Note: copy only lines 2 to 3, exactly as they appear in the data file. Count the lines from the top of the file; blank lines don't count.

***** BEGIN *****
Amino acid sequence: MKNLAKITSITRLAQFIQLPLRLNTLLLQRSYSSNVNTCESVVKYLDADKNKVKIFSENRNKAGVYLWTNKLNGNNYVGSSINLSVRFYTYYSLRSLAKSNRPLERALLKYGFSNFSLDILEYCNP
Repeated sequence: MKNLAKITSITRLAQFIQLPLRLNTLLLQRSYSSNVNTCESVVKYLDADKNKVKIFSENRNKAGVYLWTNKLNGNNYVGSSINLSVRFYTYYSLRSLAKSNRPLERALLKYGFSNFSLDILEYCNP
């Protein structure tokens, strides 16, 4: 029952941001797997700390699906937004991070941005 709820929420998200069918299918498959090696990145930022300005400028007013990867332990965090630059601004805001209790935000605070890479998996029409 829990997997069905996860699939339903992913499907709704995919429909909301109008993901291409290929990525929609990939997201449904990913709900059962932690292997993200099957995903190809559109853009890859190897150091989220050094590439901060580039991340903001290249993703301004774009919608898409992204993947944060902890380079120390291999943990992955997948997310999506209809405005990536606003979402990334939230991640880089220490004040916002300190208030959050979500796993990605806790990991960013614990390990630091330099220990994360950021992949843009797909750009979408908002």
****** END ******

Repeated sequence: MKNLAKITSITRLAQFIQLPLRLNTLLLQRSYSSNVNTCESVVKYLDADKNKVKIFSENRNKAGVYLWTNKLNGNNYVGSSINLSVRFYTYYSLRSLAKSNRPLERALLKYGFSNFSLDILEYCNP
């Protein structure tokens, strides 16, 4: 029952941001797997700390699906937004991070941005 709820929420998200069918299918498959090696990145930022300005400028007013990867332990965090630059601004805001209790935000605070890479998996029409 829990997997069905996860699939339903992913499907709704995919429909909301109008993901291409290929990525929609990939997201449904990913709900059962932690292997993200099957995903190809559109853009890859190897150091989220050094590439901060580039991340903001290249993703301004774009919608898409992204993947944060902890380079120390291999943990992955997948997310999506209809405005990536606003979402990334939230991640880089220490004040916002300190208030959050979500796993990605806790990991960013614990390990630091330099220990994360950021992949843009797909750009979408908002």